A 19-year-old student was crowned the UK Cyber Security Champion after beating all comers over the course of a year-long competition that tested computer defence skills.
Will Shackleton, a University of Cambridge student who develops mobile apps in his spare time, beat over 3,000 entrants and 41 fellow finalists to win the prestigious title.
The entrants were selected during 12 months of online and face-to-face cyber battles to uncover the cream of UK's untapped amateur cybersecurity talent.
Shackleton, who recently secured a summer internship at Facebook, was the youngest of the 42 finalists who took part in the Cyber Security Challenge Masterclass last weekend.
Contestants were asked to defend Blighty from simulated cyber attack on national infrastructure affecting banks, transport and power grids during a two-day exercise held in the Churchill War Rooms in London. The scenario was put together by experts from BT, GCHQ, the National Crime Agency, Juniper Networks and Lockheed Martin.
Finalists worked in teams to investigate and nullify an adversary who struck first within London's financial district, making online banking platforms inaccessible, new stock market flotations impossible, and compromising BACS systems.
Initial suggestions of a DDoS attack proved false as finalists uncovered a sophisticated spearfishing ransomware campaign utilising emails that appeared to come from trusted sources but contained links or downloadable files that infected entire networks when opened. The malicious code released by these emails encrypted the contents of those networks before demanding money from the victims in exchange for their recovery.
After spreading beyond the City to affect the transport, power and utilities sectors, the scenario "culminated in a potentially life threatening attack on a nuclear power plant which thankfully competitors managed to avert".
The 2013 Cyber Security Champion was content to continue his career as a lab team manager at a major pharmaceutical company while the 2014 top dog is more open to the idea of parlaying his skills into a job in cyber security.
“I’m convinced security is an area I want to pursue and I can’t wait to take what I have learnt from the Challenge into my university studies and summer internship, and eventually into a job where I can do this stuff for real,” Shackleton said in a statement that expressed his surprise at coming out on top. “It’s a big surprise and a huge honour. I never considered a career in cyber security before taking part in the Challenge but playing their competitions and meeting the industry leaders has shown me there are exciting jobs which need filling.”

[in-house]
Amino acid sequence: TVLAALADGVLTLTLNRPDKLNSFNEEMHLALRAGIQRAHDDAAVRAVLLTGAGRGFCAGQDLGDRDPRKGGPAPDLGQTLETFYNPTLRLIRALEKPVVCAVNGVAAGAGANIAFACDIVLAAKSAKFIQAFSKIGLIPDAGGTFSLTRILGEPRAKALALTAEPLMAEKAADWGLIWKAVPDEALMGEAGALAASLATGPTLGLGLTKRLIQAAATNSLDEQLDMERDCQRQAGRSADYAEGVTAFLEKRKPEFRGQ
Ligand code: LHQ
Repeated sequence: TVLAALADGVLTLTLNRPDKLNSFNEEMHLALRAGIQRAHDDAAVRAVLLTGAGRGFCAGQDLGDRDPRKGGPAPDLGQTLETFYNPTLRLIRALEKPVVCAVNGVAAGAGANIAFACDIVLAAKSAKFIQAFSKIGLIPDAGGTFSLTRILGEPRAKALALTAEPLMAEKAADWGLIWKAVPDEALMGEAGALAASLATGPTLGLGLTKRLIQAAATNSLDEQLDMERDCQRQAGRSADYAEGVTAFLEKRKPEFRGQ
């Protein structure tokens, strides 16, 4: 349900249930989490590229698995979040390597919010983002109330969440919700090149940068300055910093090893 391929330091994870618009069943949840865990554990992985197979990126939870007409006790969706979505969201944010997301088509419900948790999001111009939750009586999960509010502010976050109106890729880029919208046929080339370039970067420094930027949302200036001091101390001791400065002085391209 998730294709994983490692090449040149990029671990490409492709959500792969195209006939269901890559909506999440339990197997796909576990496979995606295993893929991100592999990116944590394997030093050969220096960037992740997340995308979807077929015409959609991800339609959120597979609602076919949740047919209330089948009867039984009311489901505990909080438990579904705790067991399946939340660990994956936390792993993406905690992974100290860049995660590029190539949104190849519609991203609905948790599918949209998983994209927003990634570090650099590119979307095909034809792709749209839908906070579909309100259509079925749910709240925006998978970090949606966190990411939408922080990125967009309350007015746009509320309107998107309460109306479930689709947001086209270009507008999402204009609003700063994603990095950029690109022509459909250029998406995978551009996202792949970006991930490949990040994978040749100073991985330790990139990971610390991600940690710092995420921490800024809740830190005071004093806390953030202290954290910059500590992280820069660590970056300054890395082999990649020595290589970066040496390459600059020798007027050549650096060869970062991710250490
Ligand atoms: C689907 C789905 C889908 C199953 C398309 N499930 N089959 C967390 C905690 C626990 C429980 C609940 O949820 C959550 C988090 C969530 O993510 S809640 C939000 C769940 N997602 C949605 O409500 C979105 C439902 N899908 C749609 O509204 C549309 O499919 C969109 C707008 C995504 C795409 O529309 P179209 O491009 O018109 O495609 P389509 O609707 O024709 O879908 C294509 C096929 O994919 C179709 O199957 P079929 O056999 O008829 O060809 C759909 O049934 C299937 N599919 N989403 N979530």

Will Shackleton, UKCSC 2014 winner
Shackleton's reward includes a choice of career-enhancing prizes taken from a selection of industry training, university courses, and access to strategic industry events.
Stephanie Daman, chief exec of Cyber Security Challenge UK, praised the quality of the finalists: “What is most impressive it that none of these finalists are cyber professionals already, the majority of them are self-taught. It’s a real demonstration that the hidden talent is there to be discovered in every corner of the UK – we just need to find it.”
Registration has already opened for anyone keen to test their skills and get a taste of a career in cyber security as part of the 2014/15 season of the challenge.
Cyber Security Challenge UK runs a series of national competitions ultimately aimed at attracting talented people into the profession, as well as providing information about cyber security careers and learning opportunities. The scheme has been supported by government departments, IT firms, universities and trade groups since it began in 2010. However not all the corporates who have been involved with the scheme are impressed with the results.
KPMG said it was cutting back on its sponsorship of the UK government-backed Cyber Security Challenge back in January after concluding the puzzle-based focus of the competition is failing to attract the right kind of potential recruit into the infosec profession. It decided it wanted to work more closely with universities instead as a better way to recruit "very bright people that we can train" rather than "hacker-wannabes" it implied were turned out by the challenge.
In response to this criticism, Cyber Security Challenge UK boss Daman issued a defence of the programme, pointing out that it was "not a recruitment agency". ®